Hello everyone, and welcome back to Gluten Free Hannah!
If, like me, you’re relatively new to the world of being gluten free then it can be a little bit confusing. Suddenly lots of technical words are flying around and you’re not quite sure what they mean. For me, one of the biggest questions was what is the difference between having Coeliac Disease and being gluten intolerant, or sensitive to gluten.
My biopsy concluded that I don’t have Coeliac Disease, but an intolerance to gluten, also known as Non-Coeliac Gluten Sensitivity (NCGS). If you want to read more about my diagnosis, you can find it here and here. From what I have read online, NCGS is a bit of a grey area and there is a lot of uncertainty around it. I am going to do my best to try to clear up a few basics between Coeliac Disease and gluten intolerances.
The most important difference between Coeliac Disease and NCGS is how your body reacts to gluten. Coeliac Disease is an autoimmune reaction, and a small amount of gluten can cause that person’s immune system to start attacking their small intestine. This can lead to serious gut damage and causes lack of nutrient absorption.
As for gluten sensitivity, the body regards gluten as an invader and reacts by inflaming the inside and outside of the digestive tract. The lining of the small intestine is not attacked, as it is with Coeliac Disease, and so it is less harmful to the gut.
If you have Coeliac Disease then any amount of gluten can trigger a reaction, even the smallest crumb. It is so important to be careful with cross contamination, and traces of gluten.
For NCGS, it is not certain how much gluten is needed to be consumed to feel the effects. This can change from person to person, depending on the severity of their gluten sensitivity. Whilst it is not as dangerous if a small bit of gluten is consumed, it can make someone feel equally as ill, even if it is not severely damaging internally.
One thing I learned from my doctor after my biopsy results was that NCGS may not be permanent. It may be that after a few years of being gluten free, you are able to tolerate gluten again. However, it is also possible that NCGS develops into Coeliac Disease. My doctor made it clear that there was no way of knowing which way it would go, if any. He could not give me any percentages or details on how many people started with a gluten intolerance then found they were fine with gluten a few years later, or how many people developed Coeliac Disease from a sensitivity to gluten. This is not the case for Coeliac Disease, as unlike gluten intolerances, it is irreversible.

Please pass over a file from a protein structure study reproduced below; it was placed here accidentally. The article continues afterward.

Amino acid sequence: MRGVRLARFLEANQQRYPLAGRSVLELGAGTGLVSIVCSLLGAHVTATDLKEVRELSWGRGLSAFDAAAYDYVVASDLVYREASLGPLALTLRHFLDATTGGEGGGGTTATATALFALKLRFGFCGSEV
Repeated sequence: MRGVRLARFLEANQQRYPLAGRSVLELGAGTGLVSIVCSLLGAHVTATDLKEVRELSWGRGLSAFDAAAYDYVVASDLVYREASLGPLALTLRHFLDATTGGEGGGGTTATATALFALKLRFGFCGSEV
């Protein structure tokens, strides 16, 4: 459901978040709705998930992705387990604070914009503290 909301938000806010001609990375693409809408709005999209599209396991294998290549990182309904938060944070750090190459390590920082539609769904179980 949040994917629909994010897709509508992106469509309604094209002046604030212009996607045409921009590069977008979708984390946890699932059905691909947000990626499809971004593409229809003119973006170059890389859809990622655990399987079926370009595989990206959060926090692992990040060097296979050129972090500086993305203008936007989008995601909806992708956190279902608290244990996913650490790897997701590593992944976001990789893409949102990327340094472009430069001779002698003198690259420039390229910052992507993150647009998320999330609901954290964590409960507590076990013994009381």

The medical community believes that Coeliac Disease is a genetic condition, and you are more likely to develop it if there is a history of it in your family. Nevertheless, it is still possible to have Coeliac Disease if is not inherited. As for gluten sensitivity, there does not necessarily need to be a family history of it, and anyone can develop it at any time.
Both conditions have similar symptoms, including bloating, fatigue, stomach cramps and IBS. Although there is a wide range of possible symptoms, and not everyone has the same symptoms – some people don’t experience any at all. The symptoms of Coeliac Disease may not be any different from those of NCGS, and it can be difficult to distinguish between them from symptoms alone. The main difference is the internal damage that gluten causes in the gut if you have Coeliac Disease.
However, the one thing that is known for sure, is that the only cure for both is to be gluten free. So, whether you have Coeliac Disease or a gluten intolerance, we are all sharing the same gluten free world.
I really hope you found this post useful. One of the first things I wanted to know was the difference between Coeliac Disease and NCGS.
Obviously, I am not a specialist, this is just what I have found from doing some research and speaking to my doctor. If you would like some more information, I will leave some links to the websites I used below.
Until next time,